This can very easily descend into a nearly endless cycle of review and re-estimation. If you’ve never been through this three-month odyssey, what you discover very quickly is that it’s exhausting! And it provides little or no meaningful understanding of the problem domain. It just gives you a starting set of (probably incorrect) estimates. Once that work gets scheduled into PI planning, the estimates will very likely be trivial compared to the dependencies we find in PI planning itself. As a result, you have just wasted three months in an exhaustive exercise to create estimates that are rendered almost immediately irrelevant by the dependencies the we have worked out in the PI planning event. What a gross waste of time! It’s really no different than waterfall. And then, lucky you, can start the ridiculous process all over again for the next PI planning event. Look out George Jetson, I think I’ve found your crazy treadmill. What a bureaucratic nightmare! This is pretty much the state of the art in large organizations today.
What if there were an alternative to this cycle of madness? Imagine if you will, a world where instead of doing that sizing activity, we focus more on breaking the work down to consistently small units (at least as far as reasonably possible) and then just starting the work. And focusing on things that we do have reliable measures for like throughput and lead time. Now if you look at SAFe, Kanban is present throughout. Kanban is in fact a system that is primarily based on measuring cycle time. And given that, we can measure the throughput of our work in terms of cycle time and we don’t need to know the size of objects (or work) at all. In fact, the closer that we can get to everything being uniformly sized the better off we are. So actually, in a peculiar way, if you were to use SAFe with entirely Kanban teams, with associated program and portfolio Kanbans, all of the elements are there to run the system in a purely Kanban fashion with no estimates at all. In fact, one of the foundational elements of Kanban is a #noestimates like emphasis on not using sizing.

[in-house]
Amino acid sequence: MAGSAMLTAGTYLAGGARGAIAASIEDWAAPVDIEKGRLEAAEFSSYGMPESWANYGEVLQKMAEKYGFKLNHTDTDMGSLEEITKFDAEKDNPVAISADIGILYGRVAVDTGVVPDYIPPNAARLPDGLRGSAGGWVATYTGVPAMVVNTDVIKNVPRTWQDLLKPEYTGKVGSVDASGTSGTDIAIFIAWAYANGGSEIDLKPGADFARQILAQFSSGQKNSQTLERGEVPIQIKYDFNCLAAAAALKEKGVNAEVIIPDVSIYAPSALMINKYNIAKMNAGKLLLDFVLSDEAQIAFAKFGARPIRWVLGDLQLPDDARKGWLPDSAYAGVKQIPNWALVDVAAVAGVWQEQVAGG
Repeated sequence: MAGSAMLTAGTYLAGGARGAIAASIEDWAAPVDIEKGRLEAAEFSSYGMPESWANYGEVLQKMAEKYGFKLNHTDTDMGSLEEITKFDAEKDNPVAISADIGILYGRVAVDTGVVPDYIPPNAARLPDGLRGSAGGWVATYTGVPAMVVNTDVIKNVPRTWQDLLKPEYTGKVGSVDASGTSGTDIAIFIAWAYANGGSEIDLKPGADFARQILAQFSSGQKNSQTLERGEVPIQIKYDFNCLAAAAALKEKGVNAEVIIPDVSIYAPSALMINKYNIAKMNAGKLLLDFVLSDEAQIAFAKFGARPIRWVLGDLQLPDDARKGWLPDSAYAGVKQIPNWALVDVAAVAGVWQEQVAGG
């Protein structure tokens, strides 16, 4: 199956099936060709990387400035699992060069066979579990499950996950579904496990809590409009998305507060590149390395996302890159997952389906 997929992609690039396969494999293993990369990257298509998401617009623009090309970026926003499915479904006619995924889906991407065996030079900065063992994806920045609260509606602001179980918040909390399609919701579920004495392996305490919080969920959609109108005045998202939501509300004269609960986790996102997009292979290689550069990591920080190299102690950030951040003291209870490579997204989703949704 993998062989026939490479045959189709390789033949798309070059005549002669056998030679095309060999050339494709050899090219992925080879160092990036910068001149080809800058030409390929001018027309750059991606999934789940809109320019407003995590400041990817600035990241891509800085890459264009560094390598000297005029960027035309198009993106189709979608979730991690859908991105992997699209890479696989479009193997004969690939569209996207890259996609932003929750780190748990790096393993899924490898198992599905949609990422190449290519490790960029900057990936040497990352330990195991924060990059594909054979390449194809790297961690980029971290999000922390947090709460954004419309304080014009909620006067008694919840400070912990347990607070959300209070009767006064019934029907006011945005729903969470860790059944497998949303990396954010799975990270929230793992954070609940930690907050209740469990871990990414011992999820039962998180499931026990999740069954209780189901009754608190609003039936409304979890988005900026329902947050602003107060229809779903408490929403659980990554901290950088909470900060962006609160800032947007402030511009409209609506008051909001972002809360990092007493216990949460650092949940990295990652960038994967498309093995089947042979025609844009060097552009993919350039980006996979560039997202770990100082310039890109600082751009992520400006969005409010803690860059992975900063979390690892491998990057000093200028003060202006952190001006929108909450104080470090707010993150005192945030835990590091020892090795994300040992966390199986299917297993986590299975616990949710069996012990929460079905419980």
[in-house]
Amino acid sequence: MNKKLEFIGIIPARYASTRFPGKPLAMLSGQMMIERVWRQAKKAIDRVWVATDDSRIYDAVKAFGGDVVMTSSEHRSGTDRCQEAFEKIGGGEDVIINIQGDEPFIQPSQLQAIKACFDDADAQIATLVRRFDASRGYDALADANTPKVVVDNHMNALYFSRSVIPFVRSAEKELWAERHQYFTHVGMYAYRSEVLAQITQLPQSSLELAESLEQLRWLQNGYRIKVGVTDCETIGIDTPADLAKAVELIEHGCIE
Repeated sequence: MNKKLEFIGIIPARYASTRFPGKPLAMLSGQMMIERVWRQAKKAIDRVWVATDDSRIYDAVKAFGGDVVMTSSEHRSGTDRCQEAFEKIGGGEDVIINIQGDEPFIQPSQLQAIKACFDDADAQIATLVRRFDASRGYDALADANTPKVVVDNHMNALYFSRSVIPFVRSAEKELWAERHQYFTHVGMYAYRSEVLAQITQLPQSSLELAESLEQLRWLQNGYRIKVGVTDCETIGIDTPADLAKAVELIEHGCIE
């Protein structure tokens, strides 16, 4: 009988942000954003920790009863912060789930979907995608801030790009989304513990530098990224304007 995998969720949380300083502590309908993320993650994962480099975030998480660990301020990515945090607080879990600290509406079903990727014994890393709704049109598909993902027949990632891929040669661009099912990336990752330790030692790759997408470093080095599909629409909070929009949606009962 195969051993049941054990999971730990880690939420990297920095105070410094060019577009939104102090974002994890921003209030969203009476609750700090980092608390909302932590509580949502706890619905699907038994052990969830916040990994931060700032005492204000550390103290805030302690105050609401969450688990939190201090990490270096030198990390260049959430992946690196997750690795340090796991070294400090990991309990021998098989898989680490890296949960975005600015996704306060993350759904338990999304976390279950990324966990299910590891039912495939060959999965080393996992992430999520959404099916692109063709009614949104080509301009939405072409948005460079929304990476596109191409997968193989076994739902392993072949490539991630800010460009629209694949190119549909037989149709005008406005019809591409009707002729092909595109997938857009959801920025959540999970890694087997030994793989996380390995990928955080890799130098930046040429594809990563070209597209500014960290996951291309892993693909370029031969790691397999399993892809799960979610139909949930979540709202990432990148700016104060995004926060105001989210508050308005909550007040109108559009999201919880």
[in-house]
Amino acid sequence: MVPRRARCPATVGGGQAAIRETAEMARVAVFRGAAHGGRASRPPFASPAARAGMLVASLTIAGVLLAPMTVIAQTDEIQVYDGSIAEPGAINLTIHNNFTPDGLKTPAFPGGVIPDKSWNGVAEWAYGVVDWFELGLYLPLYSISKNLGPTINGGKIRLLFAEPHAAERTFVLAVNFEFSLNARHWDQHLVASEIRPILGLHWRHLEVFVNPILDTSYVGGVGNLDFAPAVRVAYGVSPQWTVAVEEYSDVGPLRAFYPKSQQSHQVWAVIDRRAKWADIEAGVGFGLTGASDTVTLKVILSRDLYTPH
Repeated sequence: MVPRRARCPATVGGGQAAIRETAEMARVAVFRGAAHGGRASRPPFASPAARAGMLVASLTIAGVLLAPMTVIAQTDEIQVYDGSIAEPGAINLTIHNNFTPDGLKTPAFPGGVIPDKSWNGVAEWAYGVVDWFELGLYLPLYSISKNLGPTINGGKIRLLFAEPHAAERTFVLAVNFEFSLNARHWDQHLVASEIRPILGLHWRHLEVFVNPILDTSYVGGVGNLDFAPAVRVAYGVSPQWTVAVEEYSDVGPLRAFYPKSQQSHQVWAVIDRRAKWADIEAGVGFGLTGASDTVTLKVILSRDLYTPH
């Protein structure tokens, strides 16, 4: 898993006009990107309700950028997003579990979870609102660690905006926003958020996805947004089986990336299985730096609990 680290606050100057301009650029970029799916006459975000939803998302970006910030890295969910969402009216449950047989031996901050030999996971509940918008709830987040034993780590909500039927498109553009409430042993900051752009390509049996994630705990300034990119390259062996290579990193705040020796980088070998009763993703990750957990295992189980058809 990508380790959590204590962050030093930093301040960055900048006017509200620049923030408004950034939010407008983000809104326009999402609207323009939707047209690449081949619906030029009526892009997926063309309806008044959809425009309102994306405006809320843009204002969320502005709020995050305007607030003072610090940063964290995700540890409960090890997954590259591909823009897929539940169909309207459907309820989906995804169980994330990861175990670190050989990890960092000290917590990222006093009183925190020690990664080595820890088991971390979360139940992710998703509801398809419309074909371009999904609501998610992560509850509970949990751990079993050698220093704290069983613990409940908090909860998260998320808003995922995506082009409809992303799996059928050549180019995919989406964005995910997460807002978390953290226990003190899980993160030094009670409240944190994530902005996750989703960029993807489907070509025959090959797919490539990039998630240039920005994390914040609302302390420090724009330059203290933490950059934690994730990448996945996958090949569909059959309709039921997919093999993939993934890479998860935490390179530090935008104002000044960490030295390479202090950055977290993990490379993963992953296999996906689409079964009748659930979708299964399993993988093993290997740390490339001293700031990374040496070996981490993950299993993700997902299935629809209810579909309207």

- The organization has fallen victim to a painful cycle of estimation and re-estimation
- Estimates are used to tell the teams they aren’t productive enough
- Estimates are consistently wrong (so rather than blame people, change the system)
- WSJF only used at the portfolio level
- Below the portfolio all work is measured by throughput alone
- Forecasting is done using throughput
- Time wasted on estimation is freed up for more productive work
- Improved morale as dysfunctional productivity goals are eliminated
Again, as I stated in the beginning of this article, #noestimates isn’t for everyone. I would only use it with organizations that are frustrated with their heavyweight estimation practices, OR with organizations with a taste for the adventurous.
In summary, with #noestimates we could easily track the throughput in our system. We could eliminate Weighted Shortest Job First because, let’s face it, WSJF is not used by many people and there are some who argue that it has fundamental flaws. Or, with that in mind, you could keep WSJF at the highest levels, perhaps at the portfolio level, but eliminate any sizing below that. Again, these are all options, the beauty is that you eliminate much of the bureaucratic overhead and have the potential to save yourself a lot of time and a lot of pain, to focus on things that are much more important, like the work itself and dependencies, rather than focusing on throwaway work like estimation.
Interested in more Mix-ins? Join Ron Quartel and I for a 3 day workshop on SAFe+FAST Agile. Combine the 2 to get max value from your agile transformation. It’s an opportunity to explore the latest scaled agile processes and practices with other agile innovators on May 15, 16, 17. https://bit.ly/2HXCcKD